Clients are looking to generate true business value through mobility, cloud, social computing and next-generation analytics. But technologies do not create value in a vacuum. Clients need the industry and domain expertise that Cognizant has invested in for years. Most importantly, clients need these technologies customized, fused to their existing business processes and integrated with their legacy systems.

Our Client Partner infrastructure provides the ability to do this at scale and will allow us to drive revenue from new technologies faster and more effectively, thereby capturing an outside share of the market.

Shifting now to horizon 2, we continue to see clients respond to both cyclical and secular pressures by reexamining which activities should remain core to their businesses and which can be done from somewhere or by someone else. As a result, we see clients outsourcing new tranches of BPO and ITIS processes previously performed internally.

Demand for ITIS continues to accelerate. Since last year, we've seen a marked increase in pipeline activity, including a doubling of the number of opportunities valued at $10 million or more. While this ITIS growth is global, we see tremendous traction in Cognizant Europe and Asia Pacific. Notably this quarter, we launched one of the largest deals in practice history with a large European investment bank. We also signed an end-to-end ITIS outsourcing deal with a large retailer, which spanned infrastructure in more than 1,000 facilities across more than 75 different cities.

Within BPO, we also see a multifold increase in our pipeline and wins, driven by strong interest in our vertical process focus and our ability to drive strong synergies through combined technology and process optimization.

We now help leading telecommunications companies better serve their customers by creating an automated business service to manage prospect communications. Our solution improves the end user experience and streamline sales to drive top and bottom line growth. This showcases deep understanding of the industry and customer processes as well as technology enablement.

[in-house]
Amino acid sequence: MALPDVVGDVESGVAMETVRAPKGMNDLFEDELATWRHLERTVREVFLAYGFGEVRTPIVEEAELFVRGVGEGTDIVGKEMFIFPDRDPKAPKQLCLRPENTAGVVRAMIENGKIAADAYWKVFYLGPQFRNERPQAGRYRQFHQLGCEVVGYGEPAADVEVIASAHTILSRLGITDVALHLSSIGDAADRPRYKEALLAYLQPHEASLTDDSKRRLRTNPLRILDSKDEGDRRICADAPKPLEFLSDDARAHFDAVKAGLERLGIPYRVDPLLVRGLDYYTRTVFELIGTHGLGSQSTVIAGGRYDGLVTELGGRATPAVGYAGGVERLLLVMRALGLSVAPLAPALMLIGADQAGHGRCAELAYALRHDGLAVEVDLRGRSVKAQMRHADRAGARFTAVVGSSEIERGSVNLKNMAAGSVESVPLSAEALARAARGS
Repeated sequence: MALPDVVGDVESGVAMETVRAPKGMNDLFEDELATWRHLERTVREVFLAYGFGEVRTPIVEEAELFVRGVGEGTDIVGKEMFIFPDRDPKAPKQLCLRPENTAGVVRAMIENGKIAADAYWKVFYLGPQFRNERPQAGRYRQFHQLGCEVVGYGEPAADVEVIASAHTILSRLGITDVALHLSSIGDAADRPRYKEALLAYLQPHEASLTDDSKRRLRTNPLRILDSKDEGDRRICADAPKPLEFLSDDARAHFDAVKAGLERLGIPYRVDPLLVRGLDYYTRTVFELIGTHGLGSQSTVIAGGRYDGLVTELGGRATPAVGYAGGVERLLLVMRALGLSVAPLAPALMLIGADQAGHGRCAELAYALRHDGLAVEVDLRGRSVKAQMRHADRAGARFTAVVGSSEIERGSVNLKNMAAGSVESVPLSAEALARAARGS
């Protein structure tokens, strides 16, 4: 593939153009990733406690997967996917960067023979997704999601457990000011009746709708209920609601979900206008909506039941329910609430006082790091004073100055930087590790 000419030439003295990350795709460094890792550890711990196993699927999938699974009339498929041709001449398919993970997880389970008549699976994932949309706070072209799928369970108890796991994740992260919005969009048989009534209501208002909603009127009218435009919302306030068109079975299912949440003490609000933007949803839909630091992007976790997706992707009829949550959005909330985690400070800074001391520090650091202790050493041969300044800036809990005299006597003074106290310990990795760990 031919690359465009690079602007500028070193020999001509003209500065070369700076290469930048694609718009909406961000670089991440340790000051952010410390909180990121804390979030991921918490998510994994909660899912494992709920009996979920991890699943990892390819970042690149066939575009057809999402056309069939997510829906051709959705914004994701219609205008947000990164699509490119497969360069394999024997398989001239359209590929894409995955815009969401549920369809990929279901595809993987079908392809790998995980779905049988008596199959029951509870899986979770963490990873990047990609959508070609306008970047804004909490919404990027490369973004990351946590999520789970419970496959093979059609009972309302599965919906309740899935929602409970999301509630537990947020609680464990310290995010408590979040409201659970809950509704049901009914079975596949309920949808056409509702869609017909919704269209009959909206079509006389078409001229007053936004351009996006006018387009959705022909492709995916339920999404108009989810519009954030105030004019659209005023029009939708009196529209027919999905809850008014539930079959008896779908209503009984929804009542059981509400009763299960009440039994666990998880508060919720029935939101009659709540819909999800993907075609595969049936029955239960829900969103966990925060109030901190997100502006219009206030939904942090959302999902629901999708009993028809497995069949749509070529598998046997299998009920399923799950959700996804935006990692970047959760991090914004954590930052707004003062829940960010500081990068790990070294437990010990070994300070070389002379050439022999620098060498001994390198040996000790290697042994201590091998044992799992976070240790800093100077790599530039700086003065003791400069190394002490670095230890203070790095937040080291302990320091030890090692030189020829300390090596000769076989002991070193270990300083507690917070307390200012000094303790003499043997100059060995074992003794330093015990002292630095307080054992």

In another example, we are helping a large healthcare payer firm run multiple business-critical processes, including membership enrollment and processing benefit configuration and back-office accounts receivable. This win was based on Cognizant's health insurance experience, technology capabilities and high degree of trust with the client.

Horizon 2 will remain an area of growth in which we will continue to invest. Last week, we announced the acquisition of the India-based captive operations of CoreLogic, Inc. to enhance our offering in the residential mortgage processing space. Tuck-under acquisitions like this support our BPO strategy on focusing on vertically-focused business processes for our clients.

CoreLogic's incredible pool of talent will provide us with the foundation to provide end-to-end business processes and analytics solutions across the entire mortgage value chain. Acquisitions such as this form the basis of the business processes and service solutions that will comprise the next generation of distributed models.

Emerging capabilities and the tranche of new BPO and ITIS work are important areas of growth, but they don't diminish the incredible opportunity to capture an outside share of the growing application development and maintenance, or ADM, market that remained our core horizon 1 business.